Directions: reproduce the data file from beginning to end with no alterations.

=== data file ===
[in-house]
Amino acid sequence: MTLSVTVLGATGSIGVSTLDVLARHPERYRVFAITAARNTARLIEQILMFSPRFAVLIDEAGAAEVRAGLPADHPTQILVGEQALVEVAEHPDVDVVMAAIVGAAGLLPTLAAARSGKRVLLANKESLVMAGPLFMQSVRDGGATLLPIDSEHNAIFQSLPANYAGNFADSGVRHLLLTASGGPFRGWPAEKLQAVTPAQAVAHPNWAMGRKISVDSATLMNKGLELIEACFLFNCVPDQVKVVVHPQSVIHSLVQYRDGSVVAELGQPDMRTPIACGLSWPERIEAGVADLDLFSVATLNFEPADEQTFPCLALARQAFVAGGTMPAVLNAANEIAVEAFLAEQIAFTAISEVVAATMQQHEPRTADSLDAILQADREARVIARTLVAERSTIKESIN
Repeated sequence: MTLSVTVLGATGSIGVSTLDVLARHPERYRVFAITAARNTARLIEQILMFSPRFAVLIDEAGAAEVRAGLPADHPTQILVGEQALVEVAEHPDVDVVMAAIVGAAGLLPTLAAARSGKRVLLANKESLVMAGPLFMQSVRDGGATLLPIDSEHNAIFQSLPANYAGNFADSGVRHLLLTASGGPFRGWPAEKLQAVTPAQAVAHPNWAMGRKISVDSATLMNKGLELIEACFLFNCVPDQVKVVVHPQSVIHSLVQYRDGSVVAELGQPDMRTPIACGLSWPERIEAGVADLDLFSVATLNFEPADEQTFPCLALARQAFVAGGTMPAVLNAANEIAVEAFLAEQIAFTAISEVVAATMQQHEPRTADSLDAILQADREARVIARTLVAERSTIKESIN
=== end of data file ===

[in-house]
Amino acid sequence: MTLSVTVLGATGSIGVSTLDVLARHPERYRVFAITAARNTARLIEQILMFSPRFAVLIDEAGAAEVRAGLPADHPTQILVGEQALVEVAEHPDVDVVMAAIVGAAGLLPTLAAARSGKRVLLANKESLVMAGPLFMQSVRDGGATLLPIDSEHNAIFQSLPANYAGNFADSGVRHLLLTASGGPFRGWPAEKLQAVTPAQAVAHPNWAMGRKISVDSATLMNKGLELIEACFLFNCVPDQVKVVVHPQSVIHSLVQYRDGSVVAELGQPDMRTPIACGLSWPERIEAGVADLDLFSVATLNFEPADEQTFPCLALARQAFVAGGTMPAVLNAANEIAVEAFLAEQIAFTAISEVVAATMQQHEPRTADSLDAILQADREARVIARTLVAERSTIKESIN
Repeated sequence: MTLSVTVLGATGSIGVSTLDVLARHPERYRVFAITAARNTARLIEQILMFSPRFAVLIDEAGAAEVRAGLPADHPTQILVGEQALVEVAEHPDVDVVMAAIVGAAGLLPTLAAARSGKRVLLANKESLVMAGPLFMQSVRDGGATLLPIDSEHNAIFQSLPANYAGNFADSGVRHLLLTASGGPFRGWPAEKLQAVTPAQAVAHPNWAMGRKISVDSATLMNKGLELIEACFLFNCVPDQVKVVVHPQSVIHSLVQYRDGSVVAELGQPDMRTPIACGLSWPERIEAGVADLDLFSVATLNFEPADEQTFPCLALARQAFVAGGTMPAVLNAANEIAVEAFLAEQIAFTAISEVVAATMQQHEPRTADSLDAILQADREARVIARTLVAERSTIKESIN